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I am a qualified youth worker, writer and consultant based in Littlehampton, UK. I've worked in the voluntary youth sector for over 12 years, am married to Kirsty and we have two daughters named Hope and Eloise. Check out 'Journeying Together: Growing Youth Work and Youth Workers in Local Communities' and read my opening chapter.

5 responses to YWN Article: Who would gain from a licence?

  1. I feel the problem with the idea of licensing youth workers is that it is all about ensuring that only one ideology or one brand of youth work is allowed to practise. I recall debating with a very earnest trainee about whether or not scout leaders practise youth work. I came across similar opinions from tutors on a degree course for youth work. There was a time when one of the cornerstones for youth work was about the input of the young people being voluntary – and then it changed to that fabulous word ‘participation’. Sense the irony. I think REYS and all it stands for has sounded the death knell for youth work, and the whole issue of licensing and professionalising youthworkers reveals a desire for control in an environment where it should be the young people deciding the pace. This whole debate also has to be set in the context of Bernard Davies criticising the NYA and its stance over the cuts in services …

    • Thanks Chris, I totally agree with you. Your point about licensing promoting a narrow definition of youth work is entirely accurate.

      I wrote the article before Bernard’s critique of the NYA’s Spending Review Framework response, but I take a lot of his points. Personally, I feel the NYA have no real role or future in the current climate and are desperately trying to find a niche that will keep themselves solvent.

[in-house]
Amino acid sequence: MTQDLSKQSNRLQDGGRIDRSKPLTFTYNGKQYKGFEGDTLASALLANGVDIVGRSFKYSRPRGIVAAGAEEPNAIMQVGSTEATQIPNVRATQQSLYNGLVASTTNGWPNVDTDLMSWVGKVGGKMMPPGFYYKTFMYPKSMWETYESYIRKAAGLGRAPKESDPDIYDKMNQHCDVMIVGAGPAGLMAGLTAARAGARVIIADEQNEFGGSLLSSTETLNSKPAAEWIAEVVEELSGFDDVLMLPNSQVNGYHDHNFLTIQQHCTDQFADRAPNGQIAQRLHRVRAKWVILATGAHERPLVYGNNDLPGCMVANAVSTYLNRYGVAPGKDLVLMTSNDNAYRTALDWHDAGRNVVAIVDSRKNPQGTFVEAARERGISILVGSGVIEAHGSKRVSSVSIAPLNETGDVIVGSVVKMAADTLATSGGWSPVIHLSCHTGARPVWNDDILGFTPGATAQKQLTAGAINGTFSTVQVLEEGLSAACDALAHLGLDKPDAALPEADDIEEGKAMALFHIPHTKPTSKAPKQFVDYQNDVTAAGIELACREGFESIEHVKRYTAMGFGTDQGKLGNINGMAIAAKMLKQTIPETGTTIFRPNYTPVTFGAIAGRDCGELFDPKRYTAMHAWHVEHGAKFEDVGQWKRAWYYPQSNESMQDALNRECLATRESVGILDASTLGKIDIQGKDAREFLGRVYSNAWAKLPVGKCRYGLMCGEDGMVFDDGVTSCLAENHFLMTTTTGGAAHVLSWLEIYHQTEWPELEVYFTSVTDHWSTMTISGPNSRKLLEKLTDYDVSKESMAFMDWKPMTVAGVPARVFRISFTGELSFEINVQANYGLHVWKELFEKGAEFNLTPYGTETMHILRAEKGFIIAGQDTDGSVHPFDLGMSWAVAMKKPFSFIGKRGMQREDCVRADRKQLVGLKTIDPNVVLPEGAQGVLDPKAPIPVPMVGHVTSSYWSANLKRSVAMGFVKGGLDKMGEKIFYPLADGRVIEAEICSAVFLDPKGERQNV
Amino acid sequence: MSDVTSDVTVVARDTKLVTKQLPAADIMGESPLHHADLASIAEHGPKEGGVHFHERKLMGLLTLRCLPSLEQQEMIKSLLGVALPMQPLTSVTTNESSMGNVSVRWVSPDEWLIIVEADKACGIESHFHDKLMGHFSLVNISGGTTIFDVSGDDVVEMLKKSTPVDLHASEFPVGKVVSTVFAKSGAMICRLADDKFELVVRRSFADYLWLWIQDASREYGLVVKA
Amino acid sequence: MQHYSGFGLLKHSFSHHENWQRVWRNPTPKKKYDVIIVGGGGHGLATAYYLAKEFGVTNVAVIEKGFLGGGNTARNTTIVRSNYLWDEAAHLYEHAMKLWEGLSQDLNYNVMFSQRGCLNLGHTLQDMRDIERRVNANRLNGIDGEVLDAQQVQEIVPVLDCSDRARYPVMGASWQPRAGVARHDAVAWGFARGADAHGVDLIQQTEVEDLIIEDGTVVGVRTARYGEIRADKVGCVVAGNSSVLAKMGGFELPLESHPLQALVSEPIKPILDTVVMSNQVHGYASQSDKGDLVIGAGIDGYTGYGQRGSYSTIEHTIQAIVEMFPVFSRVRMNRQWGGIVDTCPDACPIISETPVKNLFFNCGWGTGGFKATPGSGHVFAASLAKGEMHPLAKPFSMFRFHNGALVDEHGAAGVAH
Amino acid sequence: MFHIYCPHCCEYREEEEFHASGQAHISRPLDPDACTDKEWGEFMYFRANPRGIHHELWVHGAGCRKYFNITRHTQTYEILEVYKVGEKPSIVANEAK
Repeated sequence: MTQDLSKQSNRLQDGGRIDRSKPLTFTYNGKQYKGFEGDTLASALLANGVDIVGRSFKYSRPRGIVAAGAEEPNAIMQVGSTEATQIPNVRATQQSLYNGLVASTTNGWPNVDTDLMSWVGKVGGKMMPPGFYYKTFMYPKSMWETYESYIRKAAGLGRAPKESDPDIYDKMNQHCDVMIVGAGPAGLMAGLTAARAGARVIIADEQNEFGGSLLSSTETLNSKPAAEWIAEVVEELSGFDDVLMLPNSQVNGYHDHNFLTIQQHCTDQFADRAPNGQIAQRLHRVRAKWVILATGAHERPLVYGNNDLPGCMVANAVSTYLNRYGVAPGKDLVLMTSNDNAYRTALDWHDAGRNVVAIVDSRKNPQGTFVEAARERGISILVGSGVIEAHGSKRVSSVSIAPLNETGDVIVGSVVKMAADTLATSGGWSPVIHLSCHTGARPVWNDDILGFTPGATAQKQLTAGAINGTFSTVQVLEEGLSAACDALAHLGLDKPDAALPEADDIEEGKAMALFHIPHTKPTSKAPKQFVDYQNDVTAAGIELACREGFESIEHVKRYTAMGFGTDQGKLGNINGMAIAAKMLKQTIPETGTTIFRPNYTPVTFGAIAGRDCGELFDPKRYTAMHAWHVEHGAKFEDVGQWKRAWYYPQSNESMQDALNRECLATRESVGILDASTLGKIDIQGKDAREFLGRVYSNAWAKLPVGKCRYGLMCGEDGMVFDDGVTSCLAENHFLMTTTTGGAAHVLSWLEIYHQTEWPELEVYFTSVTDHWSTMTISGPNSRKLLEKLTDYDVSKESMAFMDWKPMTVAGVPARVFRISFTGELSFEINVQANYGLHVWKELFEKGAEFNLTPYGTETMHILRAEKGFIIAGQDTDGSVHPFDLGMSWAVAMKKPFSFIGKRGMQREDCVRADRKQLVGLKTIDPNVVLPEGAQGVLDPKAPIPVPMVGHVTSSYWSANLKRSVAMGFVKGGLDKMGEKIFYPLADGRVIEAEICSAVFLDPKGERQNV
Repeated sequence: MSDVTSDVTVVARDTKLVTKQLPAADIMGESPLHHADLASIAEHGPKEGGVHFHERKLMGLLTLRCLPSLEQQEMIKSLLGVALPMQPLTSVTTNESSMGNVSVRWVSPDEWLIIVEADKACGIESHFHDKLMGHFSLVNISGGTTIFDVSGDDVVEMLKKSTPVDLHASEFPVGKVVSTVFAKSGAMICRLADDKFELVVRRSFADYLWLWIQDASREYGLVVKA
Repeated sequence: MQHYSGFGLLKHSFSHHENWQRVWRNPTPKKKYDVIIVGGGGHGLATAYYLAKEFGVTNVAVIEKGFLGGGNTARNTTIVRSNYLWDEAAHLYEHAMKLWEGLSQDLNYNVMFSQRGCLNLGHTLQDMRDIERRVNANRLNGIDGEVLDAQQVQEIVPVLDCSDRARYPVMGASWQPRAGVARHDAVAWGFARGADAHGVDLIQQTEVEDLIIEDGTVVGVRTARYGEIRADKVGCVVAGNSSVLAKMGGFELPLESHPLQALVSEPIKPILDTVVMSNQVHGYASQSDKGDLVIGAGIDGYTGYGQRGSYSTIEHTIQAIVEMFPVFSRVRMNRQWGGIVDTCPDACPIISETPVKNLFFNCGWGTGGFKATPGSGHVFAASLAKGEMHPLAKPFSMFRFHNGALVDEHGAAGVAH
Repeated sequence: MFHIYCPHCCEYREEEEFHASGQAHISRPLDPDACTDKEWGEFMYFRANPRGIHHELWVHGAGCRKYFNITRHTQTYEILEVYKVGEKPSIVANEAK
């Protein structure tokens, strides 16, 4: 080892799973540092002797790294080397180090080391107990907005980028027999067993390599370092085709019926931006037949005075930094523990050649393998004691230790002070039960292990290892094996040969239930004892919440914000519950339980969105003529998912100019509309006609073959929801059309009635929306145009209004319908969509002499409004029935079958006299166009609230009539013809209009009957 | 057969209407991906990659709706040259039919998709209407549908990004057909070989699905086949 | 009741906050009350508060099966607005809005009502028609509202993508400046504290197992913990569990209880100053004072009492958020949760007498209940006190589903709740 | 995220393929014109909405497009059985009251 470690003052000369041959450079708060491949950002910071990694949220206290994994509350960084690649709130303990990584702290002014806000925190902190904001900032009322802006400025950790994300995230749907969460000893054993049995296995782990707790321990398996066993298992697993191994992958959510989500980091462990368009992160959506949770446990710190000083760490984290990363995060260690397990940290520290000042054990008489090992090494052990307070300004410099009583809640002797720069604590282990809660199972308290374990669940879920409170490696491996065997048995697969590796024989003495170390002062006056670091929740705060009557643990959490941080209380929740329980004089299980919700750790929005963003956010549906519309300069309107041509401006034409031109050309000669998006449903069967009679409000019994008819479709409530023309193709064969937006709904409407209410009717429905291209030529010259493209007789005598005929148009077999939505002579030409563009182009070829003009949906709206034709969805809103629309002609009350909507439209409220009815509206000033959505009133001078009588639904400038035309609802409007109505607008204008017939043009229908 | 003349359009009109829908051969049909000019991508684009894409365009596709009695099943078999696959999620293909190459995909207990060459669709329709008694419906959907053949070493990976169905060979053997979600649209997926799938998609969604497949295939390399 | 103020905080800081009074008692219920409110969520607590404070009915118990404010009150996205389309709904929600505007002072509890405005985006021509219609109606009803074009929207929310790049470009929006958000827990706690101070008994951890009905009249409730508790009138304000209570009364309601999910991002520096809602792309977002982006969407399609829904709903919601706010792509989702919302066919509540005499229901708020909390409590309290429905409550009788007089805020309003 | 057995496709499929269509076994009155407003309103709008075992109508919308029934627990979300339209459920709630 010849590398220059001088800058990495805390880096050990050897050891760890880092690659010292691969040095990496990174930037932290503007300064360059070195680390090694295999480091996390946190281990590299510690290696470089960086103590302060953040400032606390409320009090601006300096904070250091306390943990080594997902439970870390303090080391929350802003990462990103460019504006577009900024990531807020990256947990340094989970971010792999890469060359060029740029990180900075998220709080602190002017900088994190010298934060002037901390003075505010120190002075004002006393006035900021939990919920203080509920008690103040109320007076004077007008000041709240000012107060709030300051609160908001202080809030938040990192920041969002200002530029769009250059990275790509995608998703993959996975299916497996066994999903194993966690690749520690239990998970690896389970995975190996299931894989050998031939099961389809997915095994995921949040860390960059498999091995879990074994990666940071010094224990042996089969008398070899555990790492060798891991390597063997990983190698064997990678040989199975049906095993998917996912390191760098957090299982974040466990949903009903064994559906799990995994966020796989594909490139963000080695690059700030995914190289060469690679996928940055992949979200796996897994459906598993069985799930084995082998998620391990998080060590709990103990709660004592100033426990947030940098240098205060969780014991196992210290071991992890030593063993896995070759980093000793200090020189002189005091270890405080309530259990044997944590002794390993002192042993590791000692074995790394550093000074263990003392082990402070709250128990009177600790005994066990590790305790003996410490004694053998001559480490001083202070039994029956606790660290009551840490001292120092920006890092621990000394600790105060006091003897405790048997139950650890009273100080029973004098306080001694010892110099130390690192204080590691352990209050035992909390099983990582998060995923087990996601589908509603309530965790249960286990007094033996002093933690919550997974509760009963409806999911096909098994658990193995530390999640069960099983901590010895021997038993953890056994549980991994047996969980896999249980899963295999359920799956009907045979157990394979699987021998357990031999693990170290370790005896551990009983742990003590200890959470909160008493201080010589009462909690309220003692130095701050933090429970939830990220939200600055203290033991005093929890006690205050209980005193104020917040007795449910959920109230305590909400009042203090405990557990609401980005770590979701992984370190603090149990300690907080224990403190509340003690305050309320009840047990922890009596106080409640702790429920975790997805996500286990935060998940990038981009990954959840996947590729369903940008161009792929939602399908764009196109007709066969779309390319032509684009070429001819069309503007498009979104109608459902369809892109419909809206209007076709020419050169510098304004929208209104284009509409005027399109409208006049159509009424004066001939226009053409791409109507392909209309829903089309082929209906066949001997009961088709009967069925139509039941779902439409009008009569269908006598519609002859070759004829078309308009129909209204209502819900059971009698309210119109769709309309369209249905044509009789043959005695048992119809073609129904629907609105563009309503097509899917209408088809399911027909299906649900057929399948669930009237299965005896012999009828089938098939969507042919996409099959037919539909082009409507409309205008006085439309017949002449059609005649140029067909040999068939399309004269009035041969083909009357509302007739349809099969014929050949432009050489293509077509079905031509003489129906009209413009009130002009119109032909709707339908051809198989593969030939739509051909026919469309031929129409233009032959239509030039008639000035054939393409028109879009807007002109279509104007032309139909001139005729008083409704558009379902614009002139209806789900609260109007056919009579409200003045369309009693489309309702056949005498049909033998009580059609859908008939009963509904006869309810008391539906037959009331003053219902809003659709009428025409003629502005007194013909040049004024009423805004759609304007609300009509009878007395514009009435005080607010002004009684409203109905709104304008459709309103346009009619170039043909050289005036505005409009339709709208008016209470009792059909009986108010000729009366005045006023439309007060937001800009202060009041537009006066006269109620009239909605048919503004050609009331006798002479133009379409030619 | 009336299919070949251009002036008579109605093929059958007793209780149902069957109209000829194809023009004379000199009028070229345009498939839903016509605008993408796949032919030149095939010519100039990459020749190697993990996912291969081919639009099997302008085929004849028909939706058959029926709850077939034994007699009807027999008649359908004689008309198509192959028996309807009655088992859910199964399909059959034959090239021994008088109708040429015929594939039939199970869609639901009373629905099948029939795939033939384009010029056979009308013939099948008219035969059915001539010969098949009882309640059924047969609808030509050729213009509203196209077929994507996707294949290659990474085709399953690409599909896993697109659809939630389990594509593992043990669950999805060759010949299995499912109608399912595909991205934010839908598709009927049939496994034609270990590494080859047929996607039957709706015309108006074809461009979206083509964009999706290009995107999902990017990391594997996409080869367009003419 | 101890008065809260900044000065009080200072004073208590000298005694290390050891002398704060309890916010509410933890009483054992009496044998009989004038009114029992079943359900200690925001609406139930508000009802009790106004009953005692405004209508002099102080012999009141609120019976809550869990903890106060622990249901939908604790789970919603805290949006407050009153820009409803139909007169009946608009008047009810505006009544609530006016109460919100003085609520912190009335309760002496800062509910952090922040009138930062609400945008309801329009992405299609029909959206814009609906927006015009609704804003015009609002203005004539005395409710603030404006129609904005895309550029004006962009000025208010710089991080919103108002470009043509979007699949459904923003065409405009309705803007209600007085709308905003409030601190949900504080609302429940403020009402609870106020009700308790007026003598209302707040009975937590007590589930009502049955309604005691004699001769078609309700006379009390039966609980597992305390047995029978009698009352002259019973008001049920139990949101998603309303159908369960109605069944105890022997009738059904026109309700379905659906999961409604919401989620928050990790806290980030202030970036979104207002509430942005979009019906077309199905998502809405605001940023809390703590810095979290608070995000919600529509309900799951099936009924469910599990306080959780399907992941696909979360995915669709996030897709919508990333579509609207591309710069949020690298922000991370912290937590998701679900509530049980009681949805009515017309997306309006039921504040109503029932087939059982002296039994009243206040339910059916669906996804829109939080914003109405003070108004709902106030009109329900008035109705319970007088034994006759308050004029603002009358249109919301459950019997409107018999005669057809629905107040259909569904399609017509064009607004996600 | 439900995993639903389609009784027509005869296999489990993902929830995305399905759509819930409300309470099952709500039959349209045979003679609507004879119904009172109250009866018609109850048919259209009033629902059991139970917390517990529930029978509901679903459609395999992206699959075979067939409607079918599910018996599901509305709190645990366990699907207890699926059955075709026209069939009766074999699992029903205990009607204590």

There’s a great discussion happening around Bernard’s letter on the cypnow site here: http://community.cypnow.co.uk/forums/t/2723.aspx?PageIndex=1

  2. I’m having similar thoughts about the JNC qualification – how much does it benefit the young people I work with, given my experience, but is it important to give access to new places?

    • Hi Chris, I believe there are many people questioning the validity of the JNC but, at least for now, it is widely recognised as a professional level qualification and without it, excellent youth workers are often unable to hold senior positions.

      I really enjoyed the process of studying for my BA (Hons) and got a great deal out of it, so I would always endorse training and gaining that JNC. The qualification itself won’t affect your work, but the process of gaining it should make you a better worker.

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  1. Institute for Youth Work? | JonJolly.com - 3 May 2011

    […] heard all this before. I previously wrote about the NYA’s move towards registration in an article here. Earlier this year, the NYA committed £30,000 to explore the feasibility of a voluntary register […]